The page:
Mobile Ad Spending Higher Than Ever, According to Recent IAB Survey

Business Man Displaying a Spread of Cash

A new report has been released by the Interactive Advertising Bureau (IAB) stating that mobile advertising grew exponentially over the past year — not just in the U.S., but on a global scale.

According to AdWeek and Marketing Land, global mobile ad revenue reached $31.9 billion in 2014, which was a 64% increase from mobile advertising expenditures in 2013.

Considering that 67% of consumers are more likely to make a purchase from a business that maintains a good mobile website — primarily because more consumers are using smartphones or tablets to access the internet, rather than desktops — it’s no surprise that there’s such an emphasis on mobile advertising as well.

But as many businesses have already discovered, the rules that apply to mobile advertising are often very different from the rules that apply to traditional online advertising. When it comes to mobile advertising, all ads are not equal.

According to the report, mobile display ads — for the first time ever — actually had the most growth in the past year, compared to search ads and messaging ads. Mobile display ads in 2013 made up a mere $8 billion of revenue; in 2014, that number grew by a whopping 88.1% to reach $15.1 billion, comprising nearly half (47.4%) of the total revenue brought in through mobile advertising.

Search ad revenue saw growth as well, reaching $14.6 billion after growing by 46.1% over the past year and comprising 55.2% of total ad revenue. Messaging ads increased by only 13% and make up just over 6% of total ad revenue.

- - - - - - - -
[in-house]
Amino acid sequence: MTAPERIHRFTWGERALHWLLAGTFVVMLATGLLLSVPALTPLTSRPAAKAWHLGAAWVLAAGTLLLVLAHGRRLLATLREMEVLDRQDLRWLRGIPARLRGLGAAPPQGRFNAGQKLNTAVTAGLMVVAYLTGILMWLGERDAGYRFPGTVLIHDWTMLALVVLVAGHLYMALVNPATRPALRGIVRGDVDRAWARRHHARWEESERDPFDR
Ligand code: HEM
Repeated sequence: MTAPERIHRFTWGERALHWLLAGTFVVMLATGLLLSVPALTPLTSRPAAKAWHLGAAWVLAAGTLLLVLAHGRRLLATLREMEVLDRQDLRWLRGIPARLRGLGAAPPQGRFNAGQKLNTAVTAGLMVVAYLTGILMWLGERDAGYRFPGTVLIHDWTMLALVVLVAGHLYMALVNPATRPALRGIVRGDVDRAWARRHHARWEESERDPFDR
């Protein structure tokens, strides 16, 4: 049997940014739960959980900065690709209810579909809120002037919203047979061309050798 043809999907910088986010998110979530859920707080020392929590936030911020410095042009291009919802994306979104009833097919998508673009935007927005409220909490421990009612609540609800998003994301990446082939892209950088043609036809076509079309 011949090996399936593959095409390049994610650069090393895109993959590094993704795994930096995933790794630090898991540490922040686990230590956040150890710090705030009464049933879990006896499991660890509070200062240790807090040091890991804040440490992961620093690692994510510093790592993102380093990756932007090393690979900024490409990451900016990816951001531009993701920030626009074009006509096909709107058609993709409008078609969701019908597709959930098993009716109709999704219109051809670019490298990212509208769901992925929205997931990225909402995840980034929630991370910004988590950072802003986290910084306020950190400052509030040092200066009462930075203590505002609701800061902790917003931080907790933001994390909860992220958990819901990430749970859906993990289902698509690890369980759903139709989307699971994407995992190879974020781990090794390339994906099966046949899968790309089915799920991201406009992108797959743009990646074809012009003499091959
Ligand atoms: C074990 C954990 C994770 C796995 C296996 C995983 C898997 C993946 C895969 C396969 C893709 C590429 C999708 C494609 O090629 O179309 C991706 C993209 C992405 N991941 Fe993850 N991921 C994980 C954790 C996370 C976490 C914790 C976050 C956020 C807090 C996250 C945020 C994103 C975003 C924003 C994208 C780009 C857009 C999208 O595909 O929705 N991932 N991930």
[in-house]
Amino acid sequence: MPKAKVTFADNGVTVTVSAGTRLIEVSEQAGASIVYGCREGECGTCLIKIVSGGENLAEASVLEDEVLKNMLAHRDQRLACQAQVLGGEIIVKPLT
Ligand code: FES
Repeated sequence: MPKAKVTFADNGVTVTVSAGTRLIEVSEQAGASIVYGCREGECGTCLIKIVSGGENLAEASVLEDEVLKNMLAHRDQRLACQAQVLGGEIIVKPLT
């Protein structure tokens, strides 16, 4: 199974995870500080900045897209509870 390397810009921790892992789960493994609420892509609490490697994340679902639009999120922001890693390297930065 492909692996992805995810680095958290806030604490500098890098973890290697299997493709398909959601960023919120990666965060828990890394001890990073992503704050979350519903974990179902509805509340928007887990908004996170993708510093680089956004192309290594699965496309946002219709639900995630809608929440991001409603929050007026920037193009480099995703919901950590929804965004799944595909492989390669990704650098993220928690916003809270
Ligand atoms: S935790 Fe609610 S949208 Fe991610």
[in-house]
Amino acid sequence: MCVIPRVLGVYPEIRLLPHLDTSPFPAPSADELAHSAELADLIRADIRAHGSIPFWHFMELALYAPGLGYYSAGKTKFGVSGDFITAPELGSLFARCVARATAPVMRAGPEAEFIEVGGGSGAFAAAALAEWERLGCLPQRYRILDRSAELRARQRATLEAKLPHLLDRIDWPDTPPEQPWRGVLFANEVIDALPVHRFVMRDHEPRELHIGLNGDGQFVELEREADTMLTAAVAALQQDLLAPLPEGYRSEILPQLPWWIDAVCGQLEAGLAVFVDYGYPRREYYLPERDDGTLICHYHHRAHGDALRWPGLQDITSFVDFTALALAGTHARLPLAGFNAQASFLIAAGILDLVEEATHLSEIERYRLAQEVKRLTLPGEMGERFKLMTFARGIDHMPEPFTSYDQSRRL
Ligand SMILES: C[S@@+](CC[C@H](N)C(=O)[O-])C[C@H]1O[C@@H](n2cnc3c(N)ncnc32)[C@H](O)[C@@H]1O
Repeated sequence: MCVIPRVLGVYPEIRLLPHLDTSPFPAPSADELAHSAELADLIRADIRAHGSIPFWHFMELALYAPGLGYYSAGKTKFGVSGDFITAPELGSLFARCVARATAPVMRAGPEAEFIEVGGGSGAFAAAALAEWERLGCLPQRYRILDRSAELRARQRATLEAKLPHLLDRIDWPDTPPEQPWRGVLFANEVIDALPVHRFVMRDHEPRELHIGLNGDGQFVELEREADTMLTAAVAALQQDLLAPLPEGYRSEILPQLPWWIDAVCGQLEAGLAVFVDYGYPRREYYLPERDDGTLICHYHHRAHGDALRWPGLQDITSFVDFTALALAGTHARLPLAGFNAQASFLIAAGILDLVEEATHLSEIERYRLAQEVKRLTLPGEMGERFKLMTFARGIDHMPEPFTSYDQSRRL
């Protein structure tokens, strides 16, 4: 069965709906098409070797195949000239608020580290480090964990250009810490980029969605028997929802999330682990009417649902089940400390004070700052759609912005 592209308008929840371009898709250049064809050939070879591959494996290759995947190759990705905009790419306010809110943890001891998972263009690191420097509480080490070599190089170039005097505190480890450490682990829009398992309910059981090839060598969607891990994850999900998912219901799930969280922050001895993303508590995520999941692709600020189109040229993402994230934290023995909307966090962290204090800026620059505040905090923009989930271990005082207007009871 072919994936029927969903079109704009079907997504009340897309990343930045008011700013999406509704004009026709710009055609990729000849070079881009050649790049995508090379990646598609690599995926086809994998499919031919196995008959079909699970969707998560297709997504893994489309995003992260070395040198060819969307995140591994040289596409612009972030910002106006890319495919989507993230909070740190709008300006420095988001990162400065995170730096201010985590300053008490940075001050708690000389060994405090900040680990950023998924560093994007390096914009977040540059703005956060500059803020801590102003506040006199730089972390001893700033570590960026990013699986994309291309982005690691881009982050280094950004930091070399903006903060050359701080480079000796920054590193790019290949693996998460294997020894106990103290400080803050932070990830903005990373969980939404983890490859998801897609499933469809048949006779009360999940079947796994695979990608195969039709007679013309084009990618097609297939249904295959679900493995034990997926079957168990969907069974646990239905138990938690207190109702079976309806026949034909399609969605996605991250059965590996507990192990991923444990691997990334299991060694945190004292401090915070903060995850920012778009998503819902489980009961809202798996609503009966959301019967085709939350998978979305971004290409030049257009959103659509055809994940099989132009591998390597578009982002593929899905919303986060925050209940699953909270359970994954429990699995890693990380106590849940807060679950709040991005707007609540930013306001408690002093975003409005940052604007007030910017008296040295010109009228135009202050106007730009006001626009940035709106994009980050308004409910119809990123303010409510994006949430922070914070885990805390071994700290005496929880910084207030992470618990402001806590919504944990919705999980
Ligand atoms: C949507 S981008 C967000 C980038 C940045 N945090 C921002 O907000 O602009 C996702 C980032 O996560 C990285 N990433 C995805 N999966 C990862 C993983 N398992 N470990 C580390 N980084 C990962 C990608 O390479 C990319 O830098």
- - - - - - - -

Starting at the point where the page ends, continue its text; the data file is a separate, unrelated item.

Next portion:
Mobile display ads, as defined by the IAB, are perhaps a little different from what online advertisers consider to be display ads; AdWeek explained that the IAB considers display ads to be “any promo viewed on any app or mobile website, which includes video, rich media, social media and banner ads.”

Furthermore, as AdWeek aptly noted, the new report helps advertisers figure out where they should be investing their money, but what it fails to do — because of how the IAB classifies display ads — is tell advertisers where on the screen the ads should be placed.

Despite its shortcomings, the survey does show something very important: with mobile advertising growing so quickly, it’s important for businesses to expect a sharp increase in mobile ad spending.

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